Education Secretary Michael Gove has "failed the fairness test" with his academy school policy by directing more funds at schools which are already performing well at the expense of those with the greatest needs, Labour's Ed Balls said.
While Labour's academies programme aimed to improve educational standards in the most disadvantaged neighbourhoods, Mr Gove's scheme is biased towards high-performing schools in less deprived areas, the shadow education secretary said.
Branding the Government's academy programme "elitist", Mr Balls said: "The only similarity between Labour's academies policy and Michael Gove's is that they have the same name."
At a Fabian Society event, Mr Balls will release research suggesting that the 32 schools which were fast-tracked to academy status by Mr Gove this term had fewer pupils with special needs or from disadvantaged backgrounds, compared to those approved by Labour ahead of the election.
Among the 64 schools reopening as academies this term under Labour's programme, some 13.8% of pupils had special educational needs, compared to 6.9% in the 32 academies opened under Mr Gove's scheme, he said.
The average child deprivation index for areas where the "Labour academies" are opening stood at 27%, compared to 17% for the areas served by the academies opening under the Tory scheme.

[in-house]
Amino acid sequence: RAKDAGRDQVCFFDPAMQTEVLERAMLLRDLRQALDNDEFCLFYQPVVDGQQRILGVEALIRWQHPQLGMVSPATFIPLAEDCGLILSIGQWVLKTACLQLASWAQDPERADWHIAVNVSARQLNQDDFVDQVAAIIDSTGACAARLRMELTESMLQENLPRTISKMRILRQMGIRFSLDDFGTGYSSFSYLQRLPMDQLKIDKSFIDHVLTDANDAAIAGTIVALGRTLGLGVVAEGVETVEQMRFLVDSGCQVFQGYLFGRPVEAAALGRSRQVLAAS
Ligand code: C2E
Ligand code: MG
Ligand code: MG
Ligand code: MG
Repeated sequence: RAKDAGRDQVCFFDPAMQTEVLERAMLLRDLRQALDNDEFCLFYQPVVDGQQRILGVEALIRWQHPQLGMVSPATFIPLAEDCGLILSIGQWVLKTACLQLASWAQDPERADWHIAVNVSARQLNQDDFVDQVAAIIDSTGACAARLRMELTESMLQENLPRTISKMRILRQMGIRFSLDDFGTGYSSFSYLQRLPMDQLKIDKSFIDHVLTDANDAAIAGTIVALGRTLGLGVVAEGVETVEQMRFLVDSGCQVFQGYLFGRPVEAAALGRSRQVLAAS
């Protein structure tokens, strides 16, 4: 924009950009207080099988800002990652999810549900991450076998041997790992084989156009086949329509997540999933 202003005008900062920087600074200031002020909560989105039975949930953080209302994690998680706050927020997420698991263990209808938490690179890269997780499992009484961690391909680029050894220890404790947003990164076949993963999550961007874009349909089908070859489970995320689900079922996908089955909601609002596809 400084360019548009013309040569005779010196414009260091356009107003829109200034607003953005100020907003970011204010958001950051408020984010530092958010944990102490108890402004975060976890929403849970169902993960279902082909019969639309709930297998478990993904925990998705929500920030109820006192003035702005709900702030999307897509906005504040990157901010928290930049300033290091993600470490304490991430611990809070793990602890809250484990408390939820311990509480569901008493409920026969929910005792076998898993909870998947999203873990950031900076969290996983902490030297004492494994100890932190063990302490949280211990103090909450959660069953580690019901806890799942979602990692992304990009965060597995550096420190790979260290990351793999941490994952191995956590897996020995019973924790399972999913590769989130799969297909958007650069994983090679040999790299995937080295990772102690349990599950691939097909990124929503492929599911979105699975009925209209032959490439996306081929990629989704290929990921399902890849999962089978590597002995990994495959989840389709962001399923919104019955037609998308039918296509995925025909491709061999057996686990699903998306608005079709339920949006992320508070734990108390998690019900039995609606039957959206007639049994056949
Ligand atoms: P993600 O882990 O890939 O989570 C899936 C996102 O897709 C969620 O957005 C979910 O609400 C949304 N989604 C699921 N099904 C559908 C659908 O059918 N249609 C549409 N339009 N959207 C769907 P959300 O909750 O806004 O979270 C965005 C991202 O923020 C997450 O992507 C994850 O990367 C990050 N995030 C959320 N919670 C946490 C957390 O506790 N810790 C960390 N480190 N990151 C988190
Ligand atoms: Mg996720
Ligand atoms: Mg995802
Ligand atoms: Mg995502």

And exam results in the 32 academies opened under the coalition Government's programme were well above the national average, with 72.6% of pupils getting five good GCSEs including English and maths last year. This compares to a national average of 50.7% and an average of 30.8% in the 64 academies approved by Labour.
Mr Balls said: "The Tory-Lib Dem government's policies fail the fairness test. This analysis of academies opening this term highlights the stark contrast between a progressive education policy under Labour to tackle disadvantage and under-performance and Michael Gove's elitist policy which is simply about rewarding schools that are already doing well.
"Through this new Tory academies policy, the Education Secretary is giving high-performing schools in less deprived areas and with fewer children with special educational needs more funding at the expense of schools which need it most. That cannot be fair by any definition of the word.
"Schools in more deprived areas with more children with special educational needs and lower results will be left with fewer resources than they need to tackle the barriers to learning their children face."